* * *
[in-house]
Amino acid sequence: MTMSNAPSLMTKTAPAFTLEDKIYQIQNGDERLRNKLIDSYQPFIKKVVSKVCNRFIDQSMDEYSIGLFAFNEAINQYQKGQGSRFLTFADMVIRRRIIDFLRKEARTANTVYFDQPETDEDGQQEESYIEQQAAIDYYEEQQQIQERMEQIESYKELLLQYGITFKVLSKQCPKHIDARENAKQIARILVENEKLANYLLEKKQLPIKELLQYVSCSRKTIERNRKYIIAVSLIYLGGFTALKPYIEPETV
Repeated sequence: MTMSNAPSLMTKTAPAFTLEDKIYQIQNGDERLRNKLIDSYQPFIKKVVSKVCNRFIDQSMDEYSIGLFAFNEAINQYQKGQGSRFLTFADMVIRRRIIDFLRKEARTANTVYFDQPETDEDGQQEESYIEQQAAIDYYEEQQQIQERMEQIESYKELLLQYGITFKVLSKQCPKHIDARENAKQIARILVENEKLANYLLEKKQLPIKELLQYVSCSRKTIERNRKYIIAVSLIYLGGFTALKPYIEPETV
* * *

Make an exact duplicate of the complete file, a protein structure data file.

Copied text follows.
[in-house]
Amino acid sequence: MTMSNAPSLMTKTAPAFTLEDKIYQIQNGDERLRNKLIDSYQPFIKKVVSKVCNRFIDQSMDEYSIGLFAFNEAINQYQKGQGSRFLTFADMVIRRRIIDFLRKEARTANTVYFDQPETDEDGQQEESYIEQQAAIDYYEEQQQIQERMEQIESYKELLLQYGITFKVLSKQCPKHIDARENAKQIARILVENEKLANYLLEKKQLPIKELLQYVSCSRKTIERNRKYIIAVSLIYLGGFTALKPYIEPETV
Repeated sequence: MTMSNAPSLMTKTAPAFTLEDKIYQIQNGDERLRNKLIDSYQPFIKKVVSKVCNRFIDQSMDEYSIGLFAFNEAINQYQKGQGSRFLTFADMVIRRRIIDFLRKEARTANTVYFDQPETDEDGQQEESYIEQQAAIDYYEEQQQIQERMEQIESYKELLLQYGITFKVLSKQCPKHIDARENAKQIARILVENEKLANYLLEKKQLPIKELLQYVSCSRKTIERNRKYIIAVSLIYLGGFTALKPYIEPETV